Local mayors and chiefs of police say that violent crime is on the rise again all over America. At the same time, federal assistance is going down. Is the war on terror being fought with money from the war on crime? Plus, a look partisanship's role in the upcoming primaries, and secret CIA prisons and America’s credibility with European allies.
FROM THIS EPISODE
Control of Congress is at stake in November's general elections and today there are primary contests for the House and the Senate all over the country. Despite the potential consequences, Republicans and Democrats are proclaiming their independence from excessive partisanship.
John Mercurio, The Hotline
After the cocaine wars of the 1990's, violent crime declined dramatically in most of America, but it's on the rise once again--especially crime that involves guns. At the same time, federal money that once went to fight crime is being channeled into homeland security, which has a different set of priorities. Late last month, local elected officials and chiefs of police aired their concerns about that trade-off at the National Violent Crime Summit. Whatever happened to former President Clinton's program for putting 100,000 new officers on the streets? Why is Congress making it harder to trace guns used in crimes by kids as young as 13? We hear what civic leaders and law enforcement leaders are asking the federal Department of Justice.
Chuck Wexler, Police Executive Research Forum (@CWexlerPERF)
Doug Palmer, Mayor of Trenton, New Jersey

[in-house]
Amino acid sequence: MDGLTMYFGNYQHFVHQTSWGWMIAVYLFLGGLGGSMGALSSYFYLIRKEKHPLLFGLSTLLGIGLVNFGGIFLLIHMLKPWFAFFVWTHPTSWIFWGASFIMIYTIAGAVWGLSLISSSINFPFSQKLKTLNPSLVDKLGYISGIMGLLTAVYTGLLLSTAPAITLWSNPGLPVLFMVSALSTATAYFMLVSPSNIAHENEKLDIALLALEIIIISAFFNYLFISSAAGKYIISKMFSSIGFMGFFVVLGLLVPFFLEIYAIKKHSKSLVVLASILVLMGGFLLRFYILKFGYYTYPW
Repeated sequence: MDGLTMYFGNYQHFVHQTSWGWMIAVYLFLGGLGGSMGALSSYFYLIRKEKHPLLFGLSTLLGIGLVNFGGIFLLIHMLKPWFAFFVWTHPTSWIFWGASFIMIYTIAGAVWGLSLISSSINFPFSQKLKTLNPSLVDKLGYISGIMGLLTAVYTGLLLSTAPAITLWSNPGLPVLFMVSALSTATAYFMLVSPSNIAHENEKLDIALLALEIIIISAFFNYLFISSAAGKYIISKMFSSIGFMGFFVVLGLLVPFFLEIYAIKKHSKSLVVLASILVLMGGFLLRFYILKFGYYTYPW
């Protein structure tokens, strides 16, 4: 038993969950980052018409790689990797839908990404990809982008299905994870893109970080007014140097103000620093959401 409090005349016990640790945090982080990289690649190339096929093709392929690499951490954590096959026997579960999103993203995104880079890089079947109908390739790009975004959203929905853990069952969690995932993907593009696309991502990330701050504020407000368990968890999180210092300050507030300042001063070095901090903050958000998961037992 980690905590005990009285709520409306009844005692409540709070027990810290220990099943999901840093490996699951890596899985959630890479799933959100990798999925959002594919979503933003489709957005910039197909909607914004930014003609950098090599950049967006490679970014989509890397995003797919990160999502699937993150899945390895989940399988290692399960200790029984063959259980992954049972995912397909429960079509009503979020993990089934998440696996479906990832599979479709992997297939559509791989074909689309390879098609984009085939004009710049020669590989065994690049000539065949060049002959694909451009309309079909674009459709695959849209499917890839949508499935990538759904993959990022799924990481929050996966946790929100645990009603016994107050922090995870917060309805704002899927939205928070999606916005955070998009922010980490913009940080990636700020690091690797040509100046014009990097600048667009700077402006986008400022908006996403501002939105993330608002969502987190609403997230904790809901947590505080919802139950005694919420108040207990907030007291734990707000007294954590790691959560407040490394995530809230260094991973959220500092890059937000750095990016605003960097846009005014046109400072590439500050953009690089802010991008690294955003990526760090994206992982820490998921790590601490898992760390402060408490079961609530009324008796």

David Muhlhausen, Senior Policy Analyst at the Heritage Foundation
Darrel Stevens, Chief of tje Charlotte-Mecklenburg Police Department
Christopher Stone, Harvard University
William Bratton, Los Angeles Police Department
News reports about secret CIA prisons caused outrage in Europe a year ago. Last week, in a public speech, President Bush acknowledged their existence when he said that prisoners, including Khalid Sheikh Mohammed, had been transferred to Guantánamo Bay. How did that go down with America's allies?
Constance Stelzenmuller, Director of the Berlin Office of the German Marshall Fund
More From To the Point
Imprisoning our mentally ill? American jails and prisons have become hospitals for the mentally ill. A murderer doing 20 years at New York’s Sing Sing prison works with schizophrenics serving 24 months for misdemeanors. He tells Warren that sick people should be treated outside. The Sheriff in Chicago says it’s not just inhumane but a waste of taxpayers’ money. How did we get here? What can be done?
Did Trump get conned by Kim? Six months after threatening nuclear warfare, “little rocket man” and the “dotard” were talking peace in Singapore. Beyond the hype, did President Trump and Kim Jong Un really mean it? A seasoned diplomat, a UN nuclear weapons inspector and veteran journalists provide contrasting assessments.
Post primary wrap, what’s the takeaway? California’s billed as the heart of “resistance” to President Trump. But in this month’s Golden State primary, young and Latino voters stayed home. That’s produced a clash of voices between Progressive Democrats and Clinton-era Centrists. What will that mean come November with control of the Congress at stake?
The politics of prison reform Prison reform is moving in Red States, Blue States and (maybe) on Capitol Hill. But America still incarcerates more people than any other country-- including China. Meantime, the Trump White House is divided. Jared Kushner is pushing sentence reform, while Attorney General Jeff Sessions wants to stay “tough on crime.” What are the prospects for much needed change?
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